Divided Virginia Beach council approves 7th economic study of convention center area

VIRGINIA BEACH — The seventh time’s a charm for a study of the Virginia Beach Convention and Sports Center district, according to seven City Council members who voted Tuesday to proceed with yet another evaluation of the area.

Four disagreed: Barbara Henley, Jennifer Rouse, Chris Taylor and Sabrina Wooten voted against the study, which is estimated to cost about $200,000.

Taylor said he believes the area has been studied enough and that this latest one is “being strategically done to defer the Capstone proposal.”

Washington-based Capstone Development was the only respondent of a city “request for letter of interest and qualifications” for a mixed-use development adjacent to the convention and sports centers in 2022. The company has proposed a convention center hotel, apartments and retail on the land next to the convention center.

Mayor Bobby Dyer said a decision on what do with the land will include public input and that the analysis will help the city “take this piece of clay and mold it into what we need” to generate new revenue sources to help paying for the growing costs of running the city.

Six studies over the past two decades all concluded the convention center, which is about a half-mile from the beach, needs a headquarters hotel and a bigger, mixed-used project that can go along with it, according to the city.

The study approved Tuesday will look at several elements. First, it will hash out the economic impact of the Capstone proposal to determine if it will be profitable for the city.

The study will also help provide direction on land uses in the resort area. It will specifically focus on city-owned properties between 17th and 22nd streets, including the Virginia Museum of Contemporary Art and the Visitors Center.

The resolution approved Tuesday calls for the study to review uses that are “compatible with the Virginia Beach Sports Center and possible action sports uses.” It also requires the study to include input from the historic Seatack community.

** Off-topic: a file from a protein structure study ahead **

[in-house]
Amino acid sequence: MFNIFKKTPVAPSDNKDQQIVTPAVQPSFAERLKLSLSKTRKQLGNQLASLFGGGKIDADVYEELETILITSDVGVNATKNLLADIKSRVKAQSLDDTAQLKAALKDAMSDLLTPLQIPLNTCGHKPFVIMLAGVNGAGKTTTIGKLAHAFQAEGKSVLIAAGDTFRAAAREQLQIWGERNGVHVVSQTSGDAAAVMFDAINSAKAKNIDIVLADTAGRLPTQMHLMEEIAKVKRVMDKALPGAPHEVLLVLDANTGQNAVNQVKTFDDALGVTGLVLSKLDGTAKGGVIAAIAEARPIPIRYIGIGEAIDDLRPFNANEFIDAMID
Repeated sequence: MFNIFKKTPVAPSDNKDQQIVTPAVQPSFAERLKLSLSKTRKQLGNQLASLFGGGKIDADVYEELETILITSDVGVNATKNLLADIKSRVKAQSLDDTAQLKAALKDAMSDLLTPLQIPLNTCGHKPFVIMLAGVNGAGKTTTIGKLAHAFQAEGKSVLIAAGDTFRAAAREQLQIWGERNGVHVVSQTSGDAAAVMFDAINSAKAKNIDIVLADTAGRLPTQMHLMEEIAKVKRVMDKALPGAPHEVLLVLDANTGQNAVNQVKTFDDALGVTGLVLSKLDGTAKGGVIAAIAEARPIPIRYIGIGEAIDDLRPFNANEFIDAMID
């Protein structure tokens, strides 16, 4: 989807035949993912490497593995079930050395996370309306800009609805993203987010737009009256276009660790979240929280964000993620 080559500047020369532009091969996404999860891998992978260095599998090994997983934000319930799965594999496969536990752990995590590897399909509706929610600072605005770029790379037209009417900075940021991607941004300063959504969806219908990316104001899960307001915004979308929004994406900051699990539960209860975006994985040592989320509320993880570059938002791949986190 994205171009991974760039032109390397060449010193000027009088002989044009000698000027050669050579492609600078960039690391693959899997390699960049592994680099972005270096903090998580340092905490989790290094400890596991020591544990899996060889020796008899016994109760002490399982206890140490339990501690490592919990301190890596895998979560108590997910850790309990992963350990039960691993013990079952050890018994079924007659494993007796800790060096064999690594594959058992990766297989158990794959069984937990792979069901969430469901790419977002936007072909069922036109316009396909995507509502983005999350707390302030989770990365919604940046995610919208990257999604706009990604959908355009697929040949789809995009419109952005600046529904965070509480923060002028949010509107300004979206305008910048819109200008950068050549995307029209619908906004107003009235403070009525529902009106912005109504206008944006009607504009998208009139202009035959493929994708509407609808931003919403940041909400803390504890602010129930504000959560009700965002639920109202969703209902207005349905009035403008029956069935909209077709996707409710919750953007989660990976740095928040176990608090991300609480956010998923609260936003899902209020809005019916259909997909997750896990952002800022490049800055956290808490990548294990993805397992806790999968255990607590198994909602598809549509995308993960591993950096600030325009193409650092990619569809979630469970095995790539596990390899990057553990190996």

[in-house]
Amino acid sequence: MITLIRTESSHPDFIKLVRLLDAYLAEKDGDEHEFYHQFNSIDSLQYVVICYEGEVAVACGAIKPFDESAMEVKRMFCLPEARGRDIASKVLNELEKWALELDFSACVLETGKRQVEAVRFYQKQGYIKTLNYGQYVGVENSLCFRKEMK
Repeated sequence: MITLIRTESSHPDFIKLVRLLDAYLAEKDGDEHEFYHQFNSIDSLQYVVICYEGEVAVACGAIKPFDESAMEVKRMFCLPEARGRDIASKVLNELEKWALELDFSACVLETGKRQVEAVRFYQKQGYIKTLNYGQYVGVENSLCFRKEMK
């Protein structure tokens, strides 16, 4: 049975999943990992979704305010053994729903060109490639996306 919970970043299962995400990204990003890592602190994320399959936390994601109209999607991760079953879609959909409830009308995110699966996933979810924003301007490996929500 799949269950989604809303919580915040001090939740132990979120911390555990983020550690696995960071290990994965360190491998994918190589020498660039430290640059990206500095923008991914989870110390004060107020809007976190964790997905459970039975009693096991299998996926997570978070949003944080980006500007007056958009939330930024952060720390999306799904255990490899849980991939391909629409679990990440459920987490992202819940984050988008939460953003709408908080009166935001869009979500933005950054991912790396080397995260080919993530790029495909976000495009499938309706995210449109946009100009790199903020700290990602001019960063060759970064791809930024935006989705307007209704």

City parks and recreation officials have tossed around an idea to build a large-scale action sports facility to draw out-of-town athletes and spectators in Virginia Beach, but the City Council instead decided last year to focus on enhancing its existing facilities rather than build new ones.

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Meanwhile, the convention center is losing money every year.

The annual cost of running the facility exceeds the amount of revenue by more than $2 million, according to a recent audit, which looked back five years. The audit found that less than 20% of the events held over the last five years at the convention center generate hotel room stays. The venue’s management team attributed the low number to the absence of a headquarters hotel, parking garage, and retail, restaurants and shops within walking distance.

Despite the losses, the City Council hasn’t pulled the trigger on a hotel plan yet, and this latest study may only graze the surface.

Some council members had concerns about spending money specifically on the Capstone proposal if they ultimately decide to go in a different direction with the land around the convention center.

In response, City Manager Patrick Duhaney said he’ll plan to hold off on a infrastructure cost analysis of the Capstone project, which would help the city understand how much public improvements including storm water, public utilities, parking, and roads needed to support development of the property will cost taxpayers. That portion of the study accounts will cost approximately $50,000.

Stacy Parker, 757-222-5125, stacy.parker@pilotonline.com